• Determine the gross income of the landlord based on the average Animal Unit Month (AUM) rent over the appropriate ten-year period. The AUM rental rate researched by the Division of Property Taxation is multiplied by the number of acres per AUM to get the gross income.
  • Deduct the appropriate expenses from the gross income to get the landlord’s net income. These expenses are water and fence expenses and are deducted only if they are typical ten-year average expenses to the landlord. The Division of Property Taxation researches these expenses.
  • Determine the actual value by dividing the landlord’s net income by the statutory 13 percent capitalization rate.
  • For assessment purposes, the assessed value is calculated by multiplying the actual value by the statutory assessment rate of 26.4 percent.

Valuation of Forest Land

In 1990, new legislation amended the definition of agricultural land to include forest lands. A summary of this inclusion can be found in the section "Agricultural Land Definition". According to the statutes, all forest land eligible for agricultural land classification will be determined by the Colorado State Forest Service, upon meeting these conditions:

  • The property must be described and appear on the report submitted to the Assessor by the Colorado State Forest Service on March 1.
  • The property cannot already be classified as a farm or ranch under the statutory definitions of a farm or ranch.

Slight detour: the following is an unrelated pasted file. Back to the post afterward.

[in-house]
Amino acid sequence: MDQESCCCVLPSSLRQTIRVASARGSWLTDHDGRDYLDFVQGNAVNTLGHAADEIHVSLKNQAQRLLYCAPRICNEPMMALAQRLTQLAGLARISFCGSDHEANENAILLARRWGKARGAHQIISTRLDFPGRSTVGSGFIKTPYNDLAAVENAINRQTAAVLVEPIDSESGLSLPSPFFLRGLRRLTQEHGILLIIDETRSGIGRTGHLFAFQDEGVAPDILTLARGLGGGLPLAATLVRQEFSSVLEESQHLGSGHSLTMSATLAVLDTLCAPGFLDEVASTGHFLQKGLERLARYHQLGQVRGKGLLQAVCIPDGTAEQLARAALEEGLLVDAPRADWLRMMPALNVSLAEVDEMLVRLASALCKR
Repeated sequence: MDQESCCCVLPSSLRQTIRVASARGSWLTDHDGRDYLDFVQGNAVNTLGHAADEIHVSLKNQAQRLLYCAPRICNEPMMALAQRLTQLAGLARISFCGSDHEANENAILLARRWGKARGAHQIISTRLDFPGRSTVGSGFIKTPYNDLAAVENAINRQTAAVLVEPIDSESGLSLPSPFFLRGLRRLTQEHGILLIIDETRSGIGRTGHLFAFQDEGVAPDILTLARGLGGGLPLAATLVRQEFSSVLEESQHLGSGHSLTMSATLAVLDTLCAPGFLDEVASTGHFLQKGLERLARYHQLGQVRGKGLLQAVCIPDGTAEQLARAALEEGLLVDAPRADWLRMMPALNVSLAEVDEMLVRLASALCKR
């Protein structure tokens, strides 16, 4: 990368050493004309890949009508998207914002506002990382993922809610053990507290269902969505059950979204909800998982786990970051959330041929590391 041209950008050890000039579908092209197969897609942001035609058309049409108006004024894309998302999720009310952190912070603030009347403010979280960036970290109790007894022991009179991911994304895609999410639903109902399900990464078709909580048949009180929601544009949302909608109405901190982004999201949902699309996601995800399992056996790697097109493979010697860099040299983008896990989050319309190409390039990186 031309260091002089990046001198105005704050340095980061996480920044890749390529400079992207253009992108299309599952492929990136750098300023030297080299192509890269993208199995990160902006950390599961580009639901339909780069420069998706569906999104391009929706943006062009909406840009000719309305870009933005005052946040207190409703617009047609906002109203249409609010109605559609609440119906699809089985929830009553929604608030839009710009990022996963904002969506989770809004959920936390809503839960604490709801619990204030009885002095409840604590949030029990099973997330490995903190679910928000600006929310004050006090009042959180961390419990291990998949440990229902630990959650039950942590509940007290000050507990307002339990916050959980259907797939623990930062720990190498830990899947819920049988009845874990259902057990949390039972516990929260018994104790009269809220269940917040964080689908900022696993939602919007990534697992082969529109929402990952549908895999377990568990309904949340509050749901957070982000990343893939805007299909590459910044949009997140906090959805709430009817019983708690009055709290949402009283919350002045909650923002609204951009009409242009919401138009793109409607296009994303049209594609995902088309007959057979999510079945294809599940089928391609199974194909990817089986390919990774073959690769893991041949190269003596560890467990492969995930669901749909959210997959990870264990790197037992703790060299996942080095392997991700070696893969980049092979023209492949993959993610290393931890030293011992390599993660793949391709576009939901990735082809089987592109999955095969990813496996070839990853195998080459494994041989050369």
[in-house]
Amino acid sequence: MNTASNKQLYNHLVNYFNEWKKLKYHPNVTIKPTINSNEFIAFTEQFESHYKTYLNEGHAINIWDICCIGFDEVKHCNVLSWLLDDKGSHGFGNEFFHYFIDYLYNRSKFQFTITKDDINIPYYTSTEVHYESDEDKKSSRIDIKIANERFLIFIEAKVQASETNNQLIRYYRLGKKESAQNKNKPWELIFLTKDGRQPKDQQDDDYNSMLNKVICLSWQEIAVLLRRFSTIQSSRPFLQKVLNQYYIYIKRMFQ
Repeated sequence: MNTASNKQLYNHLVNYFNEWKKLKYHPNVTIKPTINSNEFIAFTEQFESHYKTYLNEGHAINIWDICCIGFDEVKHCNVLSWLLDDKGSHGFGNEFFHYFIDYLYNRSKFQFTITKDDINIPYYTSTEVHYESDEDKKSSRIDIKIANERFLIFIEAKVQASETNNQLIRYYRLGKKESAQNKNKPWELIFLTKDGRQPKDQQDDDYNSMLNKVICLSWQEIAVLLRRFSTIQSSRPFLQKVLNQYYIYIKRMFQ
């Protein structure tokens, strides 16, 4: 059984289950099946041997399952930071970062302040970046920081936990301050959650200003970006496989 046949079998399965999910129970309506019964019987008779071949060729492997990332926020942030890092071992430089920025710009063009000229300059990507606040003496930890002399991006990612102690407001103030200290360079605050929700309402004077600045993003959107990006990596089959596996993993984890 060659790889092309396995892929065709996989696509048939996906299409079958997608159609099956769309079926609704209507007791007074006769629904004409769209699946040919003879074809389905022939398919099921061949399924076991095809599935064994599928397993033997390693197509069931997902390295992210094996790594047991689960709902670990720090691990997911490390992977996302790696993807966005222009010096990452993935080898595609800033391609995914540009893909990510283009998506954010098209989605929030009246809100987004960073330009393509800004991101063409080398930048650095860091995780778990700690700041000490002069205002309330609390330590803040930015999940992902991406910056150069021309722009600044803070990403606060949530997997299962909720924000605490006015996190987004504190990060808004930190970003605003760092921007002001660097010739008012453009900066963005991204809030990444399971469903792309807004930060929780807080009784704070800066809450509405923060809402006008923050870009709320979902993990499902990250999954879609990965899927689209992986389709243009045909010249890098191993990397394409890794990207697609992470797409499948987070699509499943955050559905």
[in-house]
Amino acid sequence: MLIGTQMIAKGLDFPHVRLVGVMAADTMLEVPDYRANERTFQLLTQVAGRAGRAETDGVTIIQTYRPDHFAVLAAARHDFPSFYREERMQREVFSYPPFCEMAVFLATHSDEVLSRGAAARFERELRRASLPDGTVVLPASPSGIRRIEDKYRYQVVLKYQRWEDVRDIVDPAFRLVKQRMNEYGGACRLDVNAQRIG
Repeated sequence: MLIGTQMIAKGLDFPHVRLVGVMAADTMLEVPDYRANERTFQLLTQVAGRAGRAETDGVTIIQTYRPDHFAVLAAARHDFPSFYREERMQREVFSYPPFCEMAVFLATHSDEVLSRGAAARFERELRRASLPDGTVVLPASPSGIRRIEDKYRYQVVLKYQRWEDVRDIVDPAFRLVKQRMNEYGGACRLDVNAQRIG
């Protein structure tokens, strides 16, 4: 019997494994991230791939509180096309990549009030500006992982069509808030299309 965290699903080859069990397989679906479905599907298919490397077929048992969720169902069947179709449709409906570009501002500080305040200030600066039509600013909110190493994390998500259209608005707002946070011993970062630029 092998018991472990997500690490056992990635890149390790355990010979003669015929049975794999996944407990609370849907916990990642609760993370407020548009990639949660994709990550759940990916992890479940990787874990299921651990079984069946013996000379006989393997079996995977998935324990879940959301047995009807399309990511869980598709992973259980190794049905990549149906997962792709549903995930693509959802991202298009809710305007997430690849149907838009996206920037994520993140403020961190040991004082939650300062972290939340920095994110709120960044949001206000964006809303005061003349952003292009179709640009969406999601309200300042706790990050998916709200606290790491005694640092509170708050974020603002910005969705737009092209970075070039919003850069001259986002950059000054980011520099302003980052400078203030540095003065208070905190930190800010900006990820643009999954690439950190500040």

• A forest management plan must have been prepared for the property.
  • The land must produce tangible wood products that originate from the productivity of the land for the primary purpose of obtaining a monetary profit.

Forest land which has been designated as agricultural land is classified and valued the same as comparable surrounding agricultural land. If there is no agricultural land surrounding a forest land parcel, the Soil Conservation Service soil classification for the parcel is determined and valued according to similar soil types.

Other Agricultural Property

Agricultural property (agribusiness) that does not meet the definition of farm, ranch, or forest land is valued according to its use on the assessment date. The market approach is generally used to determine the value. This approach uses sales of similar properties to arrive at the estimate of value. Other agricultural property may include (but is not limited to) dairies, feedlots, hog farms, greenhouses, fur-bearing animal farms, apiaries, and mushroom farms.

Personal Property

Agricultural equipment is exempt from property taxation if it is used on the farm or ranch for planting, growing and harvesting agricultural products or for raising or breeding livestock for the primary purpose of obtaining a monetary profit. Other personal property such as livestock, livestock products, agricultural products, and supplies are also exempt from property taxation.

Valuation of Agricultural Buildings:

  • Level of Value - Real property is reappraised by the Assessor’s office each odd numbered year. The value determined by the Assessor for the year of reappraisal is generally used for the intervening year also. The actual value of real property is based on its value as of the appraisal date that is June 30 of the year prior to the reappraisal year. Currently June 30, 2022 is the appraisal date for valuation for tax years 2023 and 2024.